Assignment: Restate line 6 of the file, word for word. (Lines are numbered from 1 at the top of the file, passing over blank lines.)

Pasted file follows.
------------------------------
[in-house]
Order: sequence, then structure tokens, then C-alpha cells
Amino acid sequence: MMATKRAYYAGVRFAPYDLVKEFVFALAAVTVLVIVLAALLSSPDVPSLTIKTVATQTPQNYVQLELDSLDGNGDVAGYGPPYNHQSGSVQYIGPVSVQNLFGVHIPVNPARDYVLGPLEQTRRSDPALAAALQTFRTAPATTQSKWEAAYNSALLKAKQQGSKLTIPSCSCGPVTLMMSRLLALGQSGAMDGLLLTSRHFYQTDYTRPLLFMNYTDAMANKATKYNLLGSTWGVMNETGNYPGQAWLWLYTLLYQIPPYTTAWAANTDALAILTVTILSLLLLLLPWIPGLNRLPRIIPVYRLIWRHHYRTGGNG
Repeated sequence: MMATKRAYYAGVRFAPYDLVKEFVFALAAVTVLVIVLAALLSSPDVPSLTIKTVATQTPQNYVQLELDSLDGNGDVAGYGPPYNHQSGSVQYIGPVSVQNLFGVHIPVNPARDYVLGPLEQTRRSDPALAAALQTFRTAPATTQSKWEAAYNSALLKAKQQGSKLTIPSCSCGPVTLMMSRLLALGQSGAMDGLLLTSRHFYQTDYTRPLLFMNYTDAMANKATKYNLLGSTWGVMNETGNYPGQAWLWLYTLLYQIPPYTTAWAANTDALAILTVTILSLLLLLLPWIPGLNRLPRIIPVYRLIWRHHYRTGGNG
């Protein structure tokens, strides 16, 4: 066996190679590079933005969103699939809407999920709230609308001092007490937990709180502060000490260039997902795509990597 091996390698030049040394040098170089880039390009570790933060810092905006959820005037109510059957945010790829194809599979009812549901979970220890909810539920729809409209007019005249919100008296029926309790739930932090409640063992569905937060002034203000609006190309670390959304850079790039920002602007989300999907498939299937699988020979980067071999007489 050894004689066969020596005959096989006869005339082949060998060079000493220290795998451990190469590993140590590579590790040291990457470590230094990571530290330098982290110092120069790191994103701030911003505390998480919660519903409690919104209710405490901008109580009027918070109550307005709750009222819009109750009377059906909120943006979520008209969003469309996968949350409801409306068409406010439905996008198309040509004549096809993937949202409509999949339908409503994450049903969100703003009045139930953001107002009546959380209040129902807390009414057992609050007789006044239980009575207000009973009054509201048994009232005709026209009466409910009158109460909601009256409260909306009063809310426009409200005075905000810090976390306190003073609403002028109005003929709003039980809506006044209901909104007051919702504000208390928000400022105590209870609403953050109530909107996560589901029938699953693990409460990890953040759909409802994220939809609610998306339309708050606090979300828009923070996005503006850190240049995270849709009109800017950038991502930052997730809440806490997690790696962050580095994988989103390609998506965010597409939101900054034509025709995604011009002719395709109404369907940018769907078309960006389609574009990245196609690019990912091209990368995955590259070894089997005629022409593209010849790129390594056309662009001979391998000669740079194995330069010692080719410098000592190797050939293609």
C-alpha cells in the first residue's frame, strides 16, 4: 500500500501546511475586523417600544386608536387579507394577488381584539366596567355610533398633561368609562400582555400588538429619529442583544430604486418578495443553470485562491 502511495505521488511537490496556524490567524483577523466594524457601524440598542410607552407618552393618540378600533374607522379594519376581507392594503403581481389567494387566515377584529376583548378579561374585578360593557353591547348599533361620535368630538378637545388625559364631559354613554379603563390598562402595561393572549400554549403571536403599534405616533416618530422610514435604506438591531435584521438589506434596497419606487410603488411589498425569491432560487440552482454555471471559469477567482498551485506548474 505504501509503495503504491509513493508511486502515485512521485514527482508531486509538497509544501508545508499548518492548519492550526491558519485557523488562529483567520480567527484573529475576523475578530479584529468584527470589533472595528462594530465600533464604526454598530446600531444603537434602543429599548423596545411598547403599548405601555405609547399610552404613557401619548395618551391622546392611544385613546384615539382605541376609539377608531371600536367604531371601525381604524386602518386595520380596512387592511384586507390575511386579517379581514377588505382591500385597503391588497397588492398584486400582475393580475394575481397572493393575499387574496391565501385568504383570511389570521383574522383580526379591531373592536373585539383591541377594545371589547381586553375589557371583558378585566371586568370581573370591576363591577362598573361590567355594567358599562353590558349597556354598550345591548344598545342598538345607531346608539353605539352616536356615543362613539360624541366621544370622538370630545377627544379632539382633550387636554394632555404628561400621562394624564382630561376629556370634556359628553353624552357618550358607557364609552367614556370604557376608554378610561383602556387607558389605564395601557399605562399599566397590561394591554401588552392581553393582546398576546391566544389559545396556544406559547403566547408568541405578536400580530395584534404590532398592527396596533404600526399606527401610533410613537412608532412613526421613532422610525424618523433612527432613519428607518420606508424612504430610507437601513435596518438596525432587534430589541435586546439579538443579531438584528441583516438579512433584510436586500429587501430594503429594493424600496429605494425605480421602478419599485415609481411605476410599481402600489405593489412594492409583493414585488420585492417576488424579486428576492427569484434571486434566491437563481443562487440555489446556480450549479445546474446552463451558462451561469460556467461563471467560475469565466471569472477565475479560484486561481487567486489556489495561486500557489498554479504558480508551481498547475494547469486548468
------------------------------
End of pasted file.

C-alpha cells in the first residue's frame, strides 16, 4: 500500500501546511475586523417600544386608536387579507394577488381584539366596567355610533398633561368609562400582555400588538429619529442583544430604486418578495443553470485562491 502511495505521488511537490496556524490567524483577523466594524457601524440598542410607552407618552393618540378600533374607522379594519376581507392594503403581481389567494387566515377584529376583548378579561374585578360593557353591547348599533361620535368630538378637545388625559364631559354613554379603563390598562402595561393572549400554549403571536403599534405616533416618530422610514435604506438591531435584521438589506434596497419606487410603488411589498425569491432560487440552482454555471471559469477567482498551485506548474 505504501509503495503504491509513493508511486502515485512521485514527482508531486509538497509544501508545508499548518492548519492550526491558519485557523488562529483567520480567527484573529475576523475578530479584529468584527470589533472595528462594530465600533464604526454598530446600531444603537434602543429599548423596545411598547403599548405601555405609547399610552404613557401619548395618551391622546392611544385613546384615539382605541376609539377608531371600536367604531371601525381604524386602518386595520380596512387592511384586507390575511386579517379581514377588505382591500385597503391588497397588492398584486400582475393580475394575481397572493393575499387574496391565501385568504383570511389570521383574522383580526379591531373592536373585539383591541377594545371589547381586553375589557371583558378585566371586568370581573370591576363591577362598573361590567355594567358599562353590558349597556354598550345591548344598545342598538345607531346608539353605539352616536356615543362613539360624541366621544370622538370630545377627544379632539382633550387636554394632555404628561400621562394624564382630561376629556370634556359628553353624552357618550358607557364609552367614556370604557376608554378610561383602556387607558389605564395601557399605562399599566397590561394591554401588552392581553393582546398576546391566544389559545396556544406559547403566547408568541405578536400580530395584534404590532398592527396596533404600526399606527401610533410613537412608532412613526421613532422610525424618523433612527432613519428607518420606508424612504430610507437601513435596518438596525432587534430589541435586546439579538443579531438584528441583516438579512433584510436586500429587501430594503429594493424600496429605494425605480421602478419599485415609481411605476410599481402600489405593489412594492409583493414585488420585492417576488424579486428576492427569484434571486434566491437563481443562487440555489446556480450549479445546474446552463451558462451561469460556467461563471467560475469565466471569472477565475479560484486561481487567486489556489495561486500557489498554479504558480508551481498547475494547469486548468